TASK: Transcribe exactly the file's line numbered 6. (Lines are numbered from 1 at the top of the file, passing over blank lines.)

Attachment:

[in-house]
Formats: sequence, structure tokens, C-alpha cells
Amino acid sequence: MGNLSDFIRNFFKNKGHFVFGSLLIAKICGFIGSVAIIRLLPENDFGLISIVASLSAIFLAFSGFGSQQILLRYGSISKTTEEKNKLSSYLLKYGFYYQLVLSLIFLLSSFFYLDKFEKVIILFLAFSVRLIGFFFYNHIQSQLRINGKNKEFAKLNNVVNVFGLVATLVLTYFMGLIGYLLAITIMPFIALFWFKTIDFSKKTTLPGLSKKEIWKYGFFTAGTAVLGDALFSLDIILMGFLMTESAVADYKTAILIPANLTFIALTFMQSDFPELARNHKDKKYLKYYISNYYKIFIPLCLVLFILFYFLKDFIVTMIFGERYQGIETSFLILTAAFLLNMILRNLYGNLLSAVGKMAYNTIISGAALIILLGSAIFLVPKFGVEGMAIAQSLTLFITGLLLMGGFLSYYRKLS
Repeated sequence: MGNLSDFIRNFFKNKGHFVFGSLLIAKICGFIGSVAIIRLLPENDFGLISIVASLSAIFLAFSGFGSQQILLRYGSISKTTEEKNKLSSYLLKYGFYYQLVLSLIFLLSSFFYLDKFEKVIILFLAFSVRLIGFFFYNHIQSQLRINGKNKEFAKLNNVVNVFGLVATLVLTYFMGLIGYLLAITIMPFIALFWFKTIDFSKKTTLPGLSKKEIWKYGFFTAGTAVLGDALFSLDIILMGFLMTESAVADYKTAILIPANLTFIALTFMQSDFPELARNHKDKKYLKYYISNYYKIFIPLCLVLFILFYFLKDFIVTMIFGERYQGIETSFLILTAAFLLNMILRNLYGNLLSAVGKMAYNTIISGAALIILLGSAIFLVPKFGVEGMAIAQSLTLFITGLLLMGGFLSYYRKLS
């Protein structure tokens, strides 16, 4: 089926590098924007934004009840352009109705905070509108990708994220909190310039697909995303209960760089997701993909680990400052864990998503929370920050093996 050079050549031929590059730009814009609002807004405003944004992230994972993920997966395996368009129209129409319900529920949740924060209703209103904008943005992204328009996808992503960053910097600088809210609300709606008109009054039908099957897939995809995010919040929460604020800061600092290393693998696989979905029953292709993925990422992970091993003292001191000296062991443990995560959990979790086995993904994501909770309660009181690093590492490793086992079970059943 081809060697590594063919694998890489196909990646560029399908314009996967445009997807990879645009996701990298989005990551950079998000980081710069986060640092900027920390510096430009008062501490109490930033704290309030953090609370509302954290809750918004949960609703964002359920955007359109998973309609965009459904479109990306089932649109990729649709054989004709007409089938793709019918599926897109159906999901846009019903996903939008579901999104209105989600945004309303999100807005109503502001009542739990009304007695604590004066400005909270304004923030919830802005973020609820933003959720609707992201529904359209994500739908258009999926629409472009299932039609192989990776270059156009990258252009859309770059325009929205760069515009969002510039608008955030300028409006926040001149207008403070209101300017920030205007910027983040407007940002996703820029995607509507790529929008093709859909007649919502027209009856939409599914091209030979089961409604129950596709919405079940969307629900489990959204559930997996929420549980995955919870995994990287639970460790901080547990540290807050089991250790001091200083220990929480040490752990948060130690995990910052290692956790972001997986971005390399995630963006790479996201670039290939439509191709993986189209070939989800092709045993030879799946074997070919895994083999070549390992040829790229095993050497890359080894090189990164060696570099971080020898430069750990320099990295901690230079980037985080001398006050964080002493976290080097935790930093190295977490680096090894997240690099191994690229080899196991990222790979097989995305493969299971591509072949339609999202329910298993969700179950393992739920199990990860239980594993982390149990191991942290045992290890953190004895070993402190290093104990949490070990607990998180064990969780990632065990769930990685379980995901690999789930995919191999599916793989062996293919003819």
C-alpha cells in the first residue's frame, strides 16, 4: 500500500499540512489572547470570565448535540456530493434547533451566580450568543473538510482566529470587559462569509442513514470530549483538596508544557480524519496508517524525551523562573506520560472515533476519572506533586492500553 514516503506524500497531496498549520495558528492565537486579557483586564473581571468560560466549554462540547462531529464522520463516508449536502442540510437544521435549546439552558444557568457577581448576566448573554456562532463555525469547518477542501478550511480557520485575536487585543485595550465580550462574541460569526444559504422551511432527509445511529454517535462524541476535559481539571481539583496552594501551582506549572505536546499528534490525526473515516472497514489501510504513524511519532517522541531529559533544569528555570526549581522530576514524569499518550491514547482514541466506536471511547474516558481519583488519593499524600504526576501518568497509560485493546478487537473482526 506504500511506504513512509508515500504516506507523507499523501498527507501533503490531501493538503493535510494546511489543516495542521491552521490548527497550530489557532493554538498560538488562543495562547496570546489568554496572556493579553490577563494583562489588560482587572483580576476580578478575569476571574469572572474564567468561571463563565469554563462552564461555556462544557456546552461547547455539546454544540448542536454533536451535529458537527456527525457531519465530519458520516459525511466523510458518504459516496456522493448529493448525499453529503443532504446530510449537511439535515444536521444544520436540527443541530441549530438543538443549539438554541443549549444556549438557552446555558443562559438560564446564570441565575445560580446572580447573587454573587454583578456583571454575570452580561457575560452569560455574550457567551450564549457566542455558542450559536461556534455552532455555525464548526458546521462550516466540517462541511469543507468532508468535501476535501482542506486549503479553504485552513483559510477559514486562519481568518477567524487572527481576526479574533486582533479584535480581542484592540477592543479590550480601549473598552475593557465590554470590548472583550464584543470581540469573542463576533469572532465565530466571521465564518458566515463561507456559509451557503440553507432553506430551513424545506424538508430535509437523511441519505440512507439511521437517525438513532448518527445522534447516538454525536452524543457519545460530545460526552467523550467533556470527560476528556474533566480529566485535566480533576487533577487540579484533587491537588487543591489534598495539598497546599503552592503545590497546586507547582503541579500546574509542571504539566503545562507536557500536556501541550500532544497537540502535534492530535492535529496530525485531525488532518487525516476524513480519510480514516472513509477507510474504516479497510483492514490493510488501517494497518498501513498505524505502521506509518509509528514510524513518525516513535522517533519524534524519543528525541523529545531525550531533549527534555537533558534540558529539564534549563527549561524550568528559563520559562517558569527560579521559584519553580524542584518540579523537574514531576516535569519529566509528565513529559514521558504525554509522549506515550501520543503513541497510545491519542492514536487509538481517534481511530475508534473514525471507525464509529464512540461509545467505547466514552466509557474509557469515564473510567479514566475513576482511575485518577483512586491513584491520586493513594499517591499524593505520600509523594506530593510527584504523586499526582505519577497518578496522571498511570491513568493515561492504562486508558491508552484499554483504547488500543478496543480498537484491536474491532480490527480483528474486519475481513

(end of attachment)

C-alpha cells in the first residue's frame, strides 16, 4: 500500500499540512489572547470570565448535540456530493434547533451566580450568543473538510482566529470587559462569509442513514470530549483538596508544557480524519496508517524525551523562573506520560472515533476519572506533586492500553 514516503506524500497531496498549520495558528492565537486579557483586564473581571468560560466549554462540547462531529464522520463516508449536502442540510437544521435549546439552558444557568457577581448576566448573554456562532463555525469547518477542501478550511480557520485575536487585543485595550465580550462574541460569526444559504422551511432527509445511529454517535462524541476535559481539571481539583496552594501551582506549572505536546499528534490525526473515516472497514489501510504513524511519532517522541531529559533544569528555570526549581522530576514524569499518550491514547482514541466506536471511547474516558481519583488519593499524600504526576501518568497509560485493546478487537473482526 506504500511506504513512509508515500504516506507523507499523501498527507501533503490531501493538503493535510494546511489543516495542521491552521490548527497550530489557532493554538498560538488562543495562547496570546489568554496572556493579553490577563494583562489588560482587572483580576476580578478575569476571574469572572474564567468561571463563565469554563462552564461555556462544557456546552461547547455539546454544540448542536454533536451535529458537527456527525457531519465530519458520516459525511466523510458518504459516496456522493448529493448525499453529503443532504446530510449537511439535515444536521444544520436540527443541530441549530438543538443549539438554541443549549444556549438557552446555558443562559438560564446564570441565575445560580446572580447573587454573587454583578456583571454575570452580561457575560452569560455574550457567551450564549457566542455558542450559536461556534455552532455555525464548526458546521462550516466540517462541511469543507468532508468535501476535501482542506486549503479553504485552513483559510477559514486562519481568518477567524487572527481576526479574533486582533479584535480581542484592540477592543479590550480601549473598552475593557465590554470590548472583550464584543470581540469573542463576533469572532465565530466571521465564518458566515463561507456559509451557503440553507432553506430551513424545506424538508430535509437523511441519505440512507439511521437517525438513532448518527445522534447516538454525536452524543457519545460530545460526552467523550467533556470527560476528556474533566480529566485535566480533576487533577487540579484533587491537588487543591489534598495539598497546599503552592503545590497546586507547582503541579500546574509542571504539566503545562507536557500536556501541550500532544497537540502535534492530535492535529496530525485531525488532518487525516476524513480519510480514516472513509477507510474504516479497510483492514490493510488501517494497518498501513498505524505502521506509518509509528514510524513518525516513535522517533519524534524519543528525541523529545531525550531533549527534555537533558534540558529539564534549563527549561524550568528559563520559562517558569527560579521559584519553580524542584518540579523537574514531576516535569519529566509528565513529559514521558504525554509522549506515550501520543503513541497510545491519542492514536487509538481517534481511530475508534473514525471507525464509529464512540461509545467505547466514552466509557474509557469515564473510567479514566475513576482511575485518577483512586491513584491520586493513594499517591499524593505520600509523594506530593510527584504523586499526582505519577497518578496522571498511570491513568493515561492504562486508558491508552484499554483504547488500543478496543480498537484491536474491532480490527480483528474486519475481513